2 Down, 1 To Go; Did Operation Rainfall Work?

I hope you\’ll excuse my bias.  I wrote some early press releases for Operation Rainfall, before it grew larger and found more volunteers to take my place.  I\’ve always had a horse in this race, and I can\’t pretend otherwise.

So.  That said?  It worked.

Even with only two of the three titles (so far) having North American releases announced, it has worked.  It has honestly been far more successful than I ever imagined it would be.  I didn\’t even entertain much optimism when the campaign went viral last year, pushing Xenoblade (under its previous placard title, Monado) to the top of Amazon’s pre-release chart.  It seemed a quixotic undertaking, something to set us all up for disappointment further down the road.  Nintendo obviously had bigger fish to fry: turning the 3DS around, developing for the Wii U and shoring up third-party support for both devices.  What hope could there possibly be that they\’d listen to a relatively small group of impassioned fans?


It was a fool’s errand, doomed to fail, like so many other fan campaigns throughout the years.

Until it wasn\’t.

You see, it wasn\’t that Nintendo announced North American releases for Xenoblade and The Last Story, it was how they announced the games would be released.  If Nintendo had planned North American releases for these games all along, then Nintendo of America would simply have announced that they were publishing the games here.  They could have provided themselves with a public relations coup, by co-opting Operation Rainfall while the movement was still a phenomenon and thus striking while the iron was hot to keep as many Amazon pre-orders as possible for Xenoblade last summer.  But NOA didn\’t do that.  Why?  I\’d wager that Nintendo thought that the fever would break among OpRainfall supporters and fans…and they were right. The recent announcement of The Last Story’s North American release hasn\’t exactly pushed it to the top of Amazon’s chart like the halcyon days of Operation Rainfall’s Xenoblade push (at least not immediately).  But it did make a mark.  Relatively small compared to Mario or Zelda, but a mark nonetheless.

Make no mistake, Nintendo isn\’t putting the full weight of their marketing muscle behind these games; in the case of TLS, they aren\’t doing it at all (instead leaving the game’s NA release in the capable hands of XSEED Games).  What they are doing are small-time, piecemeal releases through different outlets. It appears that Xenoblade may be a pre-order only GameStop exclusive.  I would guess that a few stores will order extra copies, anyway, but it makes sense for them to limit possible losses by printing up as many copies of the game as there are pre-orders.  For The Last Story, handing publishing duties off to XSEED removes that type of burden off of NOA altogether.  They\’ll collect licensing fees and be on their merry way.  Does this sound like a company that planned on releasing these games all along?  Quite the opposite.  It sounds like a company who realized that they had English-language localizations of these games in the bag, and can make a little bank on \’em if they keep their expectations modest.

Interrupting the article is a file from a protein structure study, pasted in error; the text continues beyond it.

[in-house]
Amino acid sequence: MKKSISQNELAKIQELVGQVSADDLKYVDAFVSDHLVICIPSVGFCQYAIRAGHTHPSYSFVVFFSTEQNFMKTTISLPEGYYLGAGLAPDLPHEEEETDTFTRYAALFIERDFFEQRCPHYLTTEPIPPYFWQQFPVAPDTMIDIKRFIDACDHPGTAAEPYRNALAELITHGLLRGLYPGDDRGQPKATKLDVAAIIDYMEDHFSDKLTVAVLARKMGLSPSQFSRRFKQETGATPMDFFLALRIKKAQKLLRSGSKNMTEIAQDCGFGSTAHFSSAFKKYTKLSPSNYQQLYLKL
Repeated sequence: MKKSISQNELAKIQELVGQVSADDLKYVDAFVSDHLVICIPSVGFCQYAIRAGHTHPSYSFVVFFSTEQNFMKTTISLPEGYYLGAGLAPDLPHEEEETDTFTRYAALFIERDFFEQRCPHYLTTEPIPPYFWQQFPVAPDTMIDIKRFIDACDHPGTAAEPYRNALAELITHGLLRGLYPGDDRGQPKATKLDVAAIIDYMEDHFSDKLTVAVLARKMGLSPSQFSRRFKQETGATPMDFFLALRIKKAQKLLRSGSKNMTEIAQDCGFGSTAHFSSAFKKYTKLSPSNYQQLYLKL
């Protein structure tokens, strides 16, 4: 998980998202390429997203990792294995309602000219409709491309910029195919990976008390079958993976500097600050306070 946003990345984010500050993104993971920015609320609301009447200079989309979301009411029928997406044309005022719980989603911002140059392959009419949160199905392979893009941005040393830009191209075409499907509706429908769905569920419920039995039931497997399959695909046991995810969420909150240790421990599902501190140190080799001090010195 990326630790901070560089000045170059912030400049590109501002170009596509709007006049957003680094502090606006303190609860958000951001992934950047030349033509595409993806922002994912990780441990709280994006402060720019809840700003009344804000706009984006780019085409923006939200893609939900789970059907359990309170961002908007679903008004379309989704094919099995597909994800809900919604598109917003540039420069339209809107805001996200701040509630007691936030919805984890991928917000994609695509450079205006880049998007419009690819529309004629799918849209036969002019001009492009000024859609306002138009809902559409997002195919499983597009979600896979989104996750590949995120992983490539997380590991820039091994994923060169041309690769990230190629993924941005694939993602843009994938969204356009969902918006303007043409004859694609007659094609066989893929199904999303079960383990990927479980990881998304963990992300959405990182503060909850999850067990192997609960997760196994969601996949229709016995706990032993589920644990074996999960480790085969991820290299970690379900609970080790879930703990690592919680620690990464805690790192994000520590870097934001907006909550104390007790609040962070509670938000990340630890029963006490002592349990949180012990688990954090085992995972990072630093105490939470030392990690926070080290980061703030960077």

How modest?  Oh, about the continued size of Operation Rainfall itself.  The movement never died.  It grinded on, well after NOA provided a no plans \”at this time\” reply to the fans\’ outcry.  They cautiously gauged the true interest in these games, aimed low, and found some very low-risk options for release.

None of this would have happened without Operation Rainfall.  They didn\’t force Nintendo’s hand, but they did ask to shake it.  And that has made all the difference for us Wii owners starving for RPGs.

Can they make it three for three?  Of that, I\’m doubtful.  Nintendo owns Monolith Soft, so they obviously have some stake in seeing a return on their investment (even if it’s a relatively small return).  The Last Story has no less than RPG royalty behind it, the esteemed Hironobu Sakaguchi.  By contrast, Pandora’s Tower has a small and virtually unknown developer at the helm, Ganbarion, who doesn\’t have the pedigree of the other OpRainfall titles\’ development cast.

But I do have a horse in this race, too.  Pandora’s Tower is the Rainfall game I wanted most of all.  And after The Last Story’s North American release announcement?  You never know what plans Nintendo has in mind.

I could be wrong, but I don\’t think those plans would have ever come to fruition without Operation Rainfall.

A mysterious Nintendo Enthusiast writer. Probably StarScream.